But these regularities are found among sense-data. A is a sense-datum, and B is a sense-datum, and any of our other cause and effect relationships ever observed by any human being have been sense-datum. This leads us to the conclusion that the cause of sense-datum is always another sense-datums, and all known causal laws apply solely to the world of sense-data. This means we have no, and could not have, one single piece of evidence for believing that the law of causation can be applied outside of the realm of sense-data, or sense-data can have any causes (like the physical objects) which aren’t sense-data themselves.

A diagram of what is going on here could help out:

A,B, and C are all sense-datum found in the familiar world. The person sees all these things, and sees that B follows A, and C follows B. This leads them to believe that A is the cause of B, and B is the cause of C. It comes to this conclusion of causality by the regular repetition of that order, and through experience. Sense-datum of billiard ball A is found to come into contact with sense-datum billiard ball B. This leads us to conclude that A is the cause of B moving.

But what right do we have, or what reason, to assert that the causes of A,B, and C are a’,b’,c’ (which are physical causes), when they’re never observed behind the sense-data? We have no right to this claim. The law of causation they operate on has never been observed to operate outside of the sense-data, and can therefore have no evidence that it does operate outside of the sense-data. It is sufficent to stick with A being the cause of B. We don’t have to invoke that a’ is the cause of A, when these aren’t part of sense-data, but A is the cause of B is part of the sense-data. We’d have to give two causes for each phenomena, one in the one world and the other in another world. One cause in the physical world and one in the familiar world.

It is not denied that a star causes light-waves, those waves cause retinal changes, the retinal changes cause changes in the optic nerve, which causes movements in the brain cells, and so on.

“But the observed causes and effects are all sense-data, or at least possible sense-data. And no sequences of sense-data can possibly justify going outside of the series of sense-data altogether. If you admit that we never observe anything except sense-data and their relations, regularities, and sequences, then it is obvious that we are completely shut in by sense-data, and can never get outside of them. Not only causal relations, but all other observed relations, upon which any kind of inferences might be founded, will lead only to further sense-data and their relations. No inference, therefore, can pass from what is sense-datum to what is not sense-datum.”

This, in the end, leads to there the fact that atoms aren’t inferences from sense-data. It is not to be denied that there is a vast amount of valid inferential reasoning taking place in a physical theory that contains atoms in it. But from a strict logical sense, there’s no inference from sense-datum to atoms. What does this mean?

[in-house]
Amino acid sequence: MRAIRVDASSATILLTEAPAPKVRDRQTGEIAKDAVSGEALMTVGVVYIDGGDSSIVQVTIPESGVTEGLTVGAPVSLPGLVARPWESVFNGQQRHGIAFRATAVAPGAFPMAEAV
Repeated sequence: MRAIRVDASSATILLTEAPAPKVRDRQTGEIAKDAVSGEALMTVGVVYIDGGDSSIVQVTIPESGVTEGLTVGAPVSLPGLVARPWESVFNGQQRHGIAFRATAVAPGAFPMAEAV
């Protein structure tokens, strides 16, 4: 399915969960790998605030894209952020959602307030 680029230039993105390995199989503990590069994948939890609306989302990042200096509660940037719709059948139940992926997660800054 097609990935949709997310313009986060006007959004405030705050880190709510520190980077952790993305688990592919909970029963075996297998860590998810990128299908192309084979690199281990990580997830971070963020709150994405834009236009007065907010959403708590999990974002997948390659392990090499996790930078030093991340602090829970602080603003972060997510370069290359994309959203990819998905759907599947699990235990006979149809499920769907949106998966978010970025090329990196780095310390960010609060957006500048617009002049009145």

“An hypothesis is set up, and the inferential processes are concerned with the application of the hypothesis, i.e. with the prediction by its aid of further sense-data, and with its own internal consistency.”

This means that atoms aren’t inferences from sense-data (i.e. experience), or can validly infer them from sense-data. This means we can’t have any reason to believe that they exist. Or, we at least, no one could know if they did, and means we have absolutely no evidence of their existence.

We might wonder the status the atoms have, or the hypothesis that contains them. It doesn’t mean that they’re false and worthless, merely untrue. We don’t come to think that the nautical almanac “exist” except on the pages of the book or in the brains of the people that compiled it or read it. But the natural almanac is “true” as much as it enables us to predict certain “sense-data”, like disks of light at night (i.e. stars). The atomic theory carries a similar function as that of the natural almanac. It helps us make predictions of experiences that we’ll have, and orderly amongst itself.

This view includes making predictions of future things, but it also includes the view to include retrodictions as well, which is making predictions about what happened in the past. For example, we could wonder where Mars was on 8,000 B.C.E. We use our hypothesis, say Newton’s. With this hypothesis, the theory makes a retrodiction of where Mars was around 8,000 B.C.E.

Stace suggests that hypothesis, like the theory of the atoms, are shorthand formula ingeniously worked out by the human mind. And they enable us to predict experiences. He gives us the example of Newton’s “force”.

“Newton formulated a law of gravitation in terms of “forces.” It was supposed that this law-which was nothing but a mathematical formula-governed the operation of these existent forces. Nowadays it is no longer believed that these forces exist at all. And yet the law can be applied just as well without them to the prediction of astronomical phenomena. It is a matter of no importance to the scientific man whether the forces exist or not…But that would not make the law useless or untrue (if Newton’s “force” didn’t exist). If it could still be used to predict phenomena, it would be just as true as it was.”